On Monday, January 17, the Saudi Arabia-led military coalition launched airstrikes on different locations in Yemeni capital Sana’a. The airstrikes continued on Tuesday and killed at least 12 people and injured scores others, Yemen’s Al-Masirah TV reported.
The number of dead may rise as several people were buried under the debris of houses in Sana’a’s Libyan neighborhood, according to news reports. The airstrikes followed a Houthi attack on Abu Dhabi in the UAE on Monday, in which at least three foreign nationals were killed.
The Houthis control the majority of the populated areas in Yemen, including the capital Sana’a. They claimed to have launched ballistic missiles and drone strikes at several facilities in the UAE on Monday.
The Houthis reportedly hit an oil facility in Abu Dhabi, as well as the city’s main international airport, killing three people and injuring at least six others. Two of the three reportedly killed belong to India while one person was a Pakistani national. All three were killed when a storage tanker exploded due to the attack.
Spokesperson of the Houthis, Brigadier General Yahya Sarie, said on Monday that “the armed forces carried out a successful military operation [Yemen Hurricane] targeting the Dubai and Abu Dhabi airports, al-Musaffah oil refinery in Abu Dhabi,” Yemeni news agency Saba reported.
A few days ago, the Houthis had seized a ship bearing the UAE’s flag in the Red Sea and refused to let it go despite calls by the UN, claiming it was carrying arms.
On Monday, a Houthi spokesperson said that their attacks aimed to discourage the UAE from being part of the Saudi-led coalition. He said that more such retaliation will follow and warned civilians to stay away from vital sites to avoid harm.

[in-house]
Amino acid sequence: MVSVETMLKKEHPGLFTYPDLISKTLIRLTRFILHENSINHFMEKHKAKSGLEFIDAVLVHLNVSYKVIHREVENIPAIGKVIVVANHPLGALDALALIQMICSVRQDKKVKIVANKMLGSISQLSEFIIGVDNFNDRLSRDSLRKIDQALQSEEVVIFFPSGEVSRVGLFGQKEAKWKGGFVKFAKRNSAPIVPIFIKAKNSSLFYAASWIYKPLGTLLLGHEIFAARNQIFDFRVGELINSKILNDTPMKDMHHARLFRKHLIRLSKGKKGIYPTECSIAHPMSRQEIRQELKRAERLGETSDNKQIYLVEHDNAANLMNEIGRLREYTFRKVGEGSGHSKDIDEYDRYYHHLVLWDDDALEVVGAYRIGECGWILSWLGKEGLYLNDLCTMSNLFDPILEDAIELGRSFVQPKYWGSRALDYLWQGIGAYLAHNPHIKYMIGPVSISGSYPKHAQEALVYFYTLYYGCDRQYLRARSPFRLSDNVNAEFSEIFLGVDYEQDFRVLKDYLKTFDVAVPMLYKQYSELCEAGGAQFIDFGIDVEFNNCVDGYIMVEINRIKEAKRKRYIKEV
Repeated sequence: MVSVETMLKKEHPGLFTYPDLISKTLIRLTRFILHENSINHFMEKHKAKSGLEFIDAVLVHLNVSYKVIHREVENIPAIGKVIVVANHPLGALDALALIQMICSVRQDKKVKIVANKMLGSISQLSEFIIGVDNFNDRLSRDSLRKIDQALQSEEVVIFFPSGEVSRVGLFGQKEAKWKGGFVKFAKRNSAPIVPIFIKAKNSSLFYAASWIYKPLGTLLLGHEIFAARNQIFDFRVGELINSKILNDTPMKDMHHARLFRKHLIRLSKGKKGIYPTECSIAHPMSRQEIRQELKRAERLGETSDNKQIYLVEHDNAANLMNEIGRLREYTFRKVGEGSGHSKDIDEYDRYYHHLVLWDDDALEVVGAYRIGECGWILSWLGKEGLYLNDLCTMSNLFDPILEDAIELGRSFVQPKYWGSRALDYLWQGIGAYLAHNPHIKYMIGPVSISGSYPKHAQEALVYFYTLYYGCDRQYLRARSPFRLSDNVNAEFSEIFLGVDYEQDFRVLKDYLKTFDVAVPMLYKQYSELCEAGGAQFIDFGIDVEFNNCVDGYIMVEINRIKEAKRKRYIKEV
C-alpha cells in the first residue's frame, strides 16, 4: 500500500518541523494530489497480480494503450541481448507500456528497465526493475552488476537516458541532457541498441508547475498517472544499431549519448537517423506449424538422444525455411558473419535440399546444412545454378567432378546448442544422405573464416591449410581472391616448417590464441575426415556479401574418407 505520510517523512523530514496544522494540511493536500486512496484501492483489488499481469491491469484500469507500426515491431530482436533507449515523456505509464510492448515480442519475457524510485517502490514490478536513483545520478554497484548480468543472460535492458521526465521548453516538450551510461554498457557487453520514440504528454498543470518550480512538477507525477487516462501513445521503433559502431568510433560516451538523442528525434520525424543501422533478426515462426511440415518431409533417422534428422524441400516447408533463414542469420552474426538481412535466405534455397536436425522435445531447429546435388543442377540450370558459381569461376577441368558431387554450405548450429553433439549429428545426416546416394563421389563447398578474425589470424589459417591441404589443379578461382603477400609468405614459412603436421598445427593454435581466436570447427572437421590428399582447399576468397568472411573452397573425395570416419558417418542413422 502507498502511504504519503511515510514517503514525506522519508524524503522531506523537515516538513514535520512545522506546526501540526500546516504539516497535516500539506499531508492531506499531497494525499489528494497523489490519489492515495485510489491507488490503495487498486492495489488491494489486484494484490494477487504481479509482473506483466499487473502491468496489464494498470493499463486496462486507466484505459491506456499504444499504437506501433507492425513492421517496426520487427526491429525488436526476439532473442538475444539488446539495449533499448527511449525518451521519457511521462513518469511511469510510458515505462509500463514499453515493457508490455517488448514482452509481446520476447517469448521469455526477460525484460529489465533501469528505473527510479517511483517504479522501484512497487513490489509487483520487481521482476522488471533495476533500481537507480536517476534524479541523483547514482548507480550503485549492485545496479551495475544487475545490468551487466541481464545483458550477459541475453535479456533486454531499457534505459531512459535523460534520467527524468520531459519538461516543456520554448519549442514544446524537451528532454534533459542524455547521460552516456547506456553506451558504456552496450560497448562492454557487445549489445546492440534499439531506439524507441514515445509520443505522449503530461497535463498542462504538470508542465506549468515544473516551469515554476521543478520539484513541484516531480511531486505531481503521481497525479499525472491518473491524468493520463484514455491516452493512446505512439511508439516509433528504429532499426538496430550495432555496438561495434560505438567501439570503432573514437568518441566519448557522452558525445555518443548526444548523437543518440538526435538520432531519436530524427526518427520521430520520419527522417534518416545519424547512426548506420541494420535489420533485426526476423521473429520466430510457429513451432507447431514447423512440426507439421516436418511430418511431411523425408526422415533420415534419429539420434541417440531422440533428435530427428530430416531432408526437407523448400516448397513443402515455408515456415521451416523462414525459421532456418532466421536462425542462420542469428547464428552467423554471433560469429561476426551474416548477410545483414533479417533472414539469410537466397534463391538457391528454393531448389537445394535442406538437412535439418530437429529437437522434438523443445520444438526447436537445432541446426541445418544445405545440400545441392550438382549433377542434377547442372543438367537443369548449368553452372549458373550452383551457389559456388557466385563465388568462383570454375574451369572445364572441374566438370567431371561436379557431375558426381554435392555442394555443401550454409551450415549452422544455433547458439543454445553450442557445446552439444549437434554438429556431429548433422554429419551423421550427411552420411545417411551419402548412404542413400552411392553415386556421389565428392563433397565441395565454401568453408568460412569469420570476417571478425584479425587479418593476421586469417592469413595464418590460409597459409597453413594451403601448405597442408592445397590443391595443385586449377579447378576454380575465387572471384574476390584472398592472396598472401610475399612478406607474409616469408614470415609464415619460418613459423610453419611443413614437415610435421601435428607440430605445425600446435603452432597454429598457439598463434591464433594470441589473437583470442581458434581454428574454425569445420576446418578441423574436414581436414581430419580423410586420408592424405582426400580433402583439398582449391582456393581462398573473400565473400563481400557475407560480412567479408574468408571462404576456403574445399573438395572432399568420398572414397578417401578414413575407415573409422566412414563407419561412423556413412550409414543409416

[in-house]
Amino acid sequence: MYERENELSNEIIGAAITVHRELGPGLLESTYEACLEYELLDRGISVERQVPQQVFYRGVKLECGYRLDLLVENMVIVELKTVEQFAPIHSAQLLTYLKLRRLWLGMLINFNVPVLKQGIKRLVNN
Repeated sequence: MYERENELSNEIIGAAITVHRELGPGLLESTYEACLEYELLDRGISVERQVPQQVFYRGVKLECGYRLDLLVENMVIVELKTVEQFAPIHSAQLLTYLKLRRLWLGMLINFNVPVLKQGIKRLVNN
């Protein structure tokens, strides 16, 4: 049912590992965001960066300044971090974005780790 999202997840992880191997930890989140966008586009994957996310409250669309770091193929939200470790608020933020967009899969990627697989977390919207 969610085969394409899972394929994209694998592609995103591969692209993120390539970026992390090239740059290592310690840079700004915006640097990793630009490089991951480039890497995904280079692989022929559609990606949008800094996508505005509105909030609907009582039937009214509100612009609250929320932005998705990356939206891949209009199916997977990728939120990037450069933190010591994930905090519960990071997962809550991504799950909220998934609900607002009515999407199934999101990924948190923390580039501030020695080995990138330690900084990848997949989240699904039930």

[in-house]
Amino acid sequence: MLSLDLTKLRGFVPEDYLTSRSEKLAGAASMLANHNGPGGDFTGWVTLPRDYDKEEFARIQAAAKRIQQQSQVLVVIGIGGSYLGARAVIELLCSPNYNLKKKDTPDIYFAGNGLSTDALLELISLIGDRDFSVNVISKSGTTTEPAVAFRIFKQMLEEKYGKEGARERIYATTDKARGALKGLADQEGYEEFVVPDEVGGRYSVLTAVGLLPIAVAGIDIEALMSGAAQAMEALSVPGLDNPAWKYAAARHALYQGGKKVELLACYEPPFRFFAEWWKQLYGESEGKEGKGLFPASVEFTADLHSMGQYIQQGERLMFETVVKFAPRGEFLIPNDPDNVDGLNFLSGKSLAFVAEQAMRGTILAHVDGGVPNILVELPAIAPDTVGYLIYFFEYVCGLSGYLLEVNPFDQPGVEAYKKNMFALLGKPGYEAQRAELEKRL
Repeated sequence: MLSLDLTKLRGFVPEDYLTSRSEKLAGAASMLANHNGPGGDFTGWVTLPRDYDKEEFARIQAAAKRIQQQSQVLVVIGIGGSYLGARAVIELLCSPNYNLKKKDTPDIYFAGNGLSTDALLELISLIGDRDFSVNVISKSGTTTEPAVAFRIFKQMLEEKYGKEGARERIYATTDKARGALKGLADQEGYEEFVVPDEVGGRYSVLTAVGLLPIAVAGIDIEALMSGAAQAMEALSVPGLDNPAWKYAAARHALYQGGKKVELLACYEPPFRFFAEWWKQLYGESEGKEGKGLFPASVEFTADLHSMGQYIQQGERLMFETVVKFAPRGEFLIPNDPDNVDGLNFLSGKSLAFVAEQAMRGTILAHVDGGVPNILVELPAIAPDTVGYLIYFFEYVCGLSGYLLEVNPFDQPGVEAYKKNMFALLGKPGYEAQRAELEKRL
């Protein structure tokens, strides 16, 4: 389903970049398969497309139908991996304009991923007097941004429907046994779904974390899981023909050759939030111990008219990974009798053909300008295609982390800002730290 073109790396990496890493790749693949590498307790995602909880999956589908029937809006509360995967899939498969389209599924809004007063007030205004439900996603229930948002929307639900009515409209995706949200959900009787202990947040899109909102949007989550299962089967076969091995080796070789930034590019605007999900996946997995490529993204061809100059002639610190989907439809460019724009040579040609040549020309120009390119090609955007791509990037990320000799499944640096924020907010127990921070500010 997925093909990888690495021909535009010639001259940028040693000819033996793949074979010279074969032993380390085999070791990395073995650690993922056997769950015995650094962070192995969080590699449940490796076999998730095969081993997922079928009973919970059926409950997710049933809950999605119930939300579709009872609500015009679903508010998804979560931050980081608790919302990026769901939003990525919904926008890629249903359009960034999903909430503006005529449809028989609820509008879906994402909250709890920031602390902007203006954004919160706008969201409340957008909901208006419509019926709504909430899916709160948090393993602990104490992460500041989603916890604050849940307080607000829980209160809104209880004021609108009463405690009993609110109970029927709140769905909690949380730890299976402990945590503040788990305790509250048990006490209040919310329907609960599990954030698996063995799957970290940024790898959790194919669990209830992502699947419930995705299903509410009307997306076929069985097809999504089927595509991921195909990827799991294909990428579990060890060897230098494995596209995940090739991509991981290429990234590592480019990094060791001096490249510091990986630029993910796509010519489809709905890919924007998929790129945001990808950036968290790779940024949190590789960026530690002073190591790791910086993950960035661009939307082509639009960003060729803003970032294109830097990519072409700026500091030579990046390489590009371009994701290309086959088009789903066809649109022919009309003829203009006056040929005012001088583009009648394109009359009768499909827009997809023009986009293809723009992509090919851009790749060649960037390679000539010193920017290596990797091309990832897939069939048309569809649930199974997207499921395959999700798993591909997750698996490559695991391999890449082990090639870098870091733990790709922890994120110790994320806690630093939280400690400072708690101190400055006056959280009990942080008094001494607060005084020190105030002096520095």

Seven-year long war
While the Houthis have previously carried out attacks inside Saudi Arabia, this was their first attack inside the UAE. Saudi Arabia and the UAE lead an international coalition of countries that are waging a war against the Houthis since 2015 in support of former Yemeni president Abdrabbuh Masour Hadi, who has since fled the country and now lives in Riyadh.
The Saudi coalition has received consistent foreign support from countries like the US, UK and France that have not only supplied weapons, but also provided technical assistance for the coalition’s airstrikes inside Yemen in which thousands of civilians have been killed. According to the Yemen Data Project, coalition forces have carried out over 5,000 airstrikes inside Yemen, killing at least 70 civilians last year.
Almost half of all air raids in 2021 hit Marib. 884 air raids, up to 5,322 individual airstrikes targeted Marib⬆️21% from 2020. Hudaydah was the worst place for civilians in the air war in 2021 – the highest rate of air raids & civilian casualties since 2018 Stockholm Agreement. pic.twitter.com/nLl9muHQwN
— Yemen Data Project (@YemenData) January 17, 2022
The Houthi attack inside the UAE also reveals their growing capacity to retaliate in distant areas and threaten the Saudi allies in the region.
According to the UN, the war in Yemen has caused the “world’s largest humanitarian disaster” of the century. At least 400,000 Yemenis have been killed and millions displaced due to the war. The conflict has pushed almost half of Yemen’s total population of 30 million to the brink of starvation, in large part because the coalition has imposed a complete land, sea and air blockade of the country, making it difficult to import even essential food and medicine. The lack of essential goods has led to high inflation and further damaged people’s purchasing capacity in the Arab world’s poorest country.
The UN-led humanitarian assistance program in Yemen has also suffered due to the blockade and constant bombing of civilian infrastructure by the Saudi-led coalition.
While both sides have been negotiating from time to time, the recent escalation has further damaged chances for peace.